Sponsored by Oregon Business

Another resort on tap for Central Oregon

| Print |  Email
Monday, October 01, 2007

CentralOregonMtns.jpg As it turns out, Central Oregon’s destination resort market isn’t tapped out just yet. The Oregon Cascades are again the backdrop for another resort in Crook County.

CROOK COUNTY This summer, Oregon-based developers 818 Powell Butte LLC applied to build Central Oregon’s 11th destination resort — a sign that the resort market has yet to reach its peak, according to Linda Swearingen, a consultant and lobbyist for the industry.

At 580 acres, Seven Peaks is one of the smallest destination resorts in the nexus formed by Deschutes, Crook and Jackson counties. But it arrives in a year when residents, and officials in neighboring cities like Redmond, have voiced concern and criticism about the traffic and infrastructure impacts of new resorts. This year, Sen. Ben Westlund, D-Bend, introduced legislation that would have prohibited resorts near the Metolious River in Jefferson County.

The bill died after Gov. Ted Kulongoski threatened a veto, saying local land-use laws could sufficiently handle any siting conflicts. Despite its death, Erik Kancler, the executive director of Central Oregon Land Watch, a critic of the resort industry, says some developers will probably heed the bill’s intent. “At the very least, if they propose to build in sensitive or beloved areas, or it will impact an endangered species, they’ll think twice,” he says.

Seven Peaks doesn’t fall into the category of a sensitive area. It sits in the Powell Butte area, now the epicenter of destination resorts in Crook County. Hidden Canyon (3,200 acres), Remington Ranch (2,200 acres) and Brasada Ranch (1,900 acres) are all nearby.

Which begs the question: When will Central Oregon reach a saturation point? There are different kinds of saturation; Kancler mentions the cumulative impacts on the region’s infrastructure and environment.

Swearingen says the best indicator of market saturation is the developers and investors who’ve done the research before putting up millions of dollars for construction.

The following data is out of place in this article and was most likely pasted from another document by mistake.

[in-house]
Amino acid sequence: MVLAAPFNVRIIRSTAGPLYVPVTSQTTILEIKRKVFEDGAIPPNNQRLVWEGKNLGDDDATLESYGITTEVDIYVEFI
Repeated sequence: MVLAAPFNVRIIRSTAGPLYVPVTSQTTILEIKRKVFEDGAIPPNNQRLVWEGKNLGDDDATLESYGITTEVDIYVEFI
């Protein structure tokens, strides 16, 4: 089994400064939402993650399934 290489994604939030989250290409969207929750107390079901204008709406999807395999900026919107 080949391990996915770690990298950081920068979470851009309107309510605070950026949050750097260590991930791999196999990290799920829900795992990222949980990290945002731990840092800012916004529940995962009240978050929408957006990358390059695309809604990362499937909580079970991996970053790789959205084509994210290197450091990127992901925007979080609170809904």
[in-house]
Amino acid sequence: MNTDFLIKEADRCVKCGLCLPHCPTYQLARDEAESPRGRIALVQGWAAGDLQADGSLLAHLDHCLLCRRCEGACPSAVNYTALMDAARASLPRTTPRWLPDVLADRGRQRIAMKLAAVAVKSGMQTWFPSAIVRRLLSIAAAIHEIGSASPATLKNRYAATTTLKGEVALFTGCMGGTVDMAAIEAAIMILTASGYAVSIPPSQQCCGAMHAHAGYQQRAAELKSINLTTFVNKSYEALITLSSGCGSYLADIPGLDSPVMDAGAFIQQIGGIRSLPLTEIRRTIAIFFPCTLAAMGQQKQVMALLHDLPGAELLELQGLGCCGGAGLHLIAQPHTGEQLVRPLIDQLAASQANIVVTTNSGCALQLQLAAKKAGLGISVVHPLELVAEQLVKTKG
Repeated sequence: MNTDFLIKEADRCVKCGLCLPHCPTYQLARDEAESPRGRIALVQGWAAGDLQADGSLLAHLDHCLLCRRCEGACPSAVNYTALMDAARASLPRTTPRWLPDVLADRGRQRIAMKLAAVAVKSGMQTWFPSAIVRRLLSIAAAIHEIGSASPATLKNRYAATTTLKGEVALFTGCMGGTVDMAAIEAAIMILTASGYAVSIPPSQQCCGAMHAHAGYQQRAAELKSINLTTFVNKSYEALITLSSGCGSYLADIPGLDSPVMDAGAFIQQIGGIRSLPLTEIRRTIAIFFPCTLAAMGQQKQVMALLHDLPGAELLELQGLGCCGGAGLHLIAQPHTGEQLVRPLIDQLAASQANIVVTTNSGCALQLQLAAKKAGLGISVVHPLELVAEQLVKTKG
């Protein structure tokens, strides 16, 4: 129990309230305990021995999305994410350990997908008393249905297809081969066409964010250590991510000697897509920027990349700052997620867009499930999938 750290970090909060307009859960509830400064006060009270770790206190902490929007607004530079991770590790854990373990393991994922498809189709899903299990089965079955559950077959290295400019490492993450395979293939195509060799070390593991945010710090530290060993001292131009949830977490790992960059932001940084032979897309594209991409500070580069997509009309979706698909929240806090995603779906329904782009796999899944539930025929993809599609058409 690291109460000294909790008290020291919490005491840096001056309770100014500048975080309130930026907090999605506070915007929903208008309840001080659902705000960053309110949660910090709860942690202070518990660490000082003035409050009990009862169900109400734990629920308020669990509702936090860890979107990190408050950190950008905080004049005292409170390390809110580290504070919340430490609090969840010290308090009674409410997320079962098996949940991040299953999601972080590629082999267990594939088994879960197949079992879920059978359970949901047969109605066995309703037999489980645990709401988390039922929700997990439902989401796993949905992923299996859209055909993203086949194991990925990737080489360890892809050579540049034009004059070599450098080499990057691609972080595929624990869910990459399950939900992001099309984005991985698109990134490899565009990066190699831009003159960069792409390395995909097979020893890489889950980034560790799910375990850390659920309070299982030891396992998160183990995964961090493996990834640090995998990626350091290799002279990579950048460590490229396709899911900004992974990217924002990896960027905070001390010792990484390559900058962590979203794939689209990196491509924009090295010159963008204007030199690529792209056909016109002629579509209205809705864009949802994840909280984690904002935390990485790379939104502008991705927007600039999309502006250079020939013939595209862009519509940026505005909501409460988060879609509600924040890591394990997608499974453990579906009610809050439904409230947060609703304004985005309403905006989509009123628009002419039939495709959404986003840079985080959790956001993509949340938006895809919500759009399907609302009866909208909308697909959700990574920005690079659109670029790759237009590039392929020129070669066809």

As she puts it: “You don’t come in on a wing and a prayer to develop these resorts.” In other words: Market saturation? Not yet.


Have an opinion? E-mail This e-mail address is being protected from spambots. You need JavaScript enabled to view it


More Articles

New green wood building product takes off in Oregon

Thursday, September 10, 2015
091115-cltjohnson-thumbBY KIM MOORE

Oregon is set to become a hub of a new type of wooden building design as a southern Oregon timber company becomes the first certified manufacturer of a high-tech wood product, known as cross-laminated timber, or CLT.


Big Geek

October 2015
Monday, September 28, 2015

To attract technology companies, the U.S. Bancorp Tower repositions itself as open, light and playful.


The Cover Story

Linda Baker
Thursday, August 27, 2015
01-cover-0915-thumbBY LINDA BAKER

How do you put a baby on the cover of a business magazine without it looking too cutesy?


5 marijuana business people share strategy ahead of recreational sales rollout

The Latest
Thursday, September 17, 2015

Ahead of the recreational rollout, what are dispensary owners most concerned about ?


Getting What You Pay For

September 2015
Wednesday, August 19, 2015

A conversation with Chris Maples, president of the Oregon Institute of Technology.


After the Orange Line

Linda Baker
Tuesday, September 08, 2015
090815-trimet-thumbBY LINDA BAKER

Alan Lehto, TriMet's director of policy & planning, shares a few thoughts on ride sharing and more nimble bus services.


Storyteller in Chief: Power Player

September 2015
Wednesday, August 19, 2015

In 1996, after a 17-year career in the destination marketing industry, where I gained national standing as the CEO of the Convention & Visitors Association of Lane County, I was recruited by the founders of a new professional basketball league for women. The American Basketball League (ABL) hoped to leverage the success of the 1996 USA women’s national team at the Atlanta Olympics — much like USA Soccer is now leveraging the U.S. Women’s National Team’s victory in the World Cup. The ABL wanted a team in Portland, and they wanted me to be its general manager.

Oregon Business magazinetitle-sponsored-links-02